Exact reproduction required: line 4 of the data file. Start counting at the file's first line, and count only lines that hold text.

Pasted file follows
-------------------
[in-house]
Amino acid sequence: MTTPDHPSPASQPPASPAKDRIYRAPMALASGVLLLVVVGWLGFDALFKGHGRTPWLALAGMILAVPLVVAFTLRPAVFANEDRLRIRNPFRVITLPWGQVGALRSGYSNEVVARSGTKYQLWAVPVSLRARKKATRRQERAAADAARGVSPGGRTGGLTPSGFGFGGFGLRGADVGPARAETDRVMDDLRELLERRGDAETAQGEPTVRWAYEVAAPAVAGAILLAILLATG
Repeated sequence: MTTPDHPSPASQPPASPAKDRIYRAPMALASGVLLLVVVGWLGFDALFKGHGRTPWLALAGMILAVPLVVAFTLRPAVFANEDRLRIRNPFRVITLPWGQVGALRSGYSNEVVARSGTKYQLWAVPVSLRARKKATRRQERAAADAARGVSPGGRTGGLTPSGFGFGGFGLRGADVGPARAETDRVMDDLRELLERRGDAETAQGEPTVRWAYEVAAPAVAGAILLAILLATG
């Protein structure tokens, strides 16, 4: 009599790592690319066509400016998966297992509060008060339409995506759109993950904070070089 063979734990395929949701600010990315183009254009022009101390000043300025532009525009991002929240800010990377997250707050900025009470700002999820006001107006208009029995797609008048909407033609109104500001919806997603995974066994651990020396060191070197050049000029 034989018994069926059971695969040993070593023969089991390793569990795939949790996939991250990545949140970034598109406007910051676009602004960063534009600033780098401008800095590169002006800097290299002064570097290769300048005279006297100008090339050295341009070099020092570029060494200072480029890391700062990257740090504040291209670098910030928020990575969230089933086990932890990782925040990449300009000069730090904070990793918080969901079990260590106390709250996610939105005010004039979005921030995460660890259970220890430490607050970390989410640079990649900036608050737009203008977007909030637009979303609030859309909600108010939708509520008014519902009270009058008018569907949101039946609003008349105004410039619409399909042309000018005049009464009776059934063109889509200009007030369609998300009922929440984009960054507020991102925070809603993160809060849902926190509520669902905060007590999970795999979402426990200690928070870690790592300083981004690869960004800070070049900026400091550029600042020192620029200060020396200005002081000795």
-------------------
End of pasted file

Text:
């Protein structure tokens, strides 16, 4: 009599790592690319066509400016998966297992509060008060339409995506759109993950904070070089 063979734990395929949701600010990315183009254009022009101390000043300025532009525009991002929240800010990377997250707050900025009470700002999820006001107006208009029995797609008048909407033609109104500001919806997603995974066994651990020396060191070197050049000029 034989018994069926059971695969040993070593023969089991390793569990795939949790996939991250990545949140970034598109406007910051676009602004960063534009600033780098401008800095590169002006800097290299002064570097290769300048005279006297100008090339050295341009070099020092570029060494200072480029890391700062990257740090504040291209670098910030928020990575969230089933086990932890990782925040990449300009000069730090904070990793918080969901079990260590106390709250996610939105005010004039979005921030995460660890259970220890430490607050970390989410640079990649900036608050737009203008977007909030637009979303609030859309909600108010939708509520008014519902009270009058008018569907949101039946609003008349105004410039619409399909042309000018005049009464009776059934063109889509200009007030369609998300009922929440984009960054507020991102925070809603993160809060849902926190509520669902905060007590999970795999979402426990200690928070870690790592300083981004690869960004800070070049900026400091550029600042020192620029200060020396200005002081000795």